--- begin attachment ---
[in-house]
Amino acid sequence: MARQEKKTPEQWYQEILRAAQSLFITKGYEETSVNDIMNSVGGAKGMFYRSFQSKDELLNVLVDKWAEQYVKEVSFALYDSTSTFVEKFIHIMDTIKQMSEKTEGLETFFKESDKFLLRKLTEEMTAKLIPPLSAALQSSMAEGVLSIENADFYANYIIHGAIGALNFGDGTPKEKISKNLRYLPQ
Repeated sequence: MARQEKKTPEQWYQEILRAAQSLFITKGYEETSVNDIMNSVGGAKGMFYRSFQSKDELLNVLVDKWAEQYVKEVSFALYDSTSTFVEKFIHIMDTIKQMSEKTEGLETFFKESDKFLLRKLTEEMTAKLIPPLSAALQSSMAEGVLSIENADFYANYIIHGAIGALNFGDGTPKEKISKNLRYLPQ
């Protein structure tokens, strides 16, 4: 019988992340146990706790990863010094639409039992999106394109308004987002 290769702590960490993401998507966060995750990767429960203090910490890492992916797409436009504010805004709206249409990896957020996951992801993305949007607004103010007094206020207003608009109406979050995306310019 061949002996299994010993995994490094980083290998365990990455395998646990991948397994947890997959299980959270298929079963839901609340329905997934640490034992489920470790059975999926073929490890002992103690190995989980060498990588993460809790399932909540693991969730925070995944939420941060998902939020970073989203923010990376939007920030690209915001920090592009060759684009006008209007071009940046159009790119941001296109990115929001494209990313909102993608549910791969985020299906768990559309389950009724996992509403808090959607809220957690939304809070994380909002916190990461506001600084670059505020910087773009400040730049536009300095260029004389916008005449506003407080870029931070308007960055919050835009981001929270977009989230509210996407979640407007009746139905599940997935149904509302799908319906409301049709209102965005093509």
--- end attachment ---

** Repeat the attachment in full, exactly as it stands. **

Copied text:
[in-house]
Amino acid sequence: MARQEKKTPEQWYQEILRAAQSLFITKGYEETSVNDIMNSVGGAKGMFYRSFQSKDELLNVLVDKWAEQYVKEVSFALYDSTSTFVEKFIHIMDTIKQMSEKTEGLETFFKESDKFLLRKLTEEMTAKLIPPLSAALQSSMAEGVLSIENADFYANYIIHGAIGALNFGDGTPKEKISKNLRYLPQ
Repeated sequence: MARQEKKTPEQWYQEILRAAQSLFITKGYEETSVNDIMNSVGGAKGMFYRSFQSKDELLNVLVDKWAEQYVKEVSFALYDSTSTFVEKFIHIMDTIKQMSEKTEGLETFFKESDKFLLRKLTEEMTAKLIPPLSAALQSSMAEGVLSIENADFYANYIIHGAIGALNFGDGTPKEKISKNLRYLPQ
């Protein structure tokens, strides 16, 4: 019988992340146990706790990863010094639409039992999106394109308004987002 290769702590960490993401998507966060995750990767429960203090910490890492992916797409436009504010805004709206249409990896957020996951992801993305949007607004103010007094206020207003608009109406979050995306310019 061949002996299994010993995994490094980083290998365990990455395998646990991948397994947890997959299980959270298929079963839901609340329905997934640490034992489920470790059975999926073929490890002992103690190995989980060498990588993460809790399932909540693991969730925070995944939420941060998902939020970073989203923010990376939007920030690209915001920090592009060759684009006008209007071009940046159009790119941001296109990115929001494209990313909102993608549910791969985020299906768990559309389950009724996992509403808090959607809220957690939304809070994380909002916190990461506001600084670059505020910087773009400040730049536009300095260029004389916008005449506003407080870029931070308007960055919050835009981001929270977009989230509210996407979640407007009746139905599940997935149904509302799908319906409301049709209102965005093509």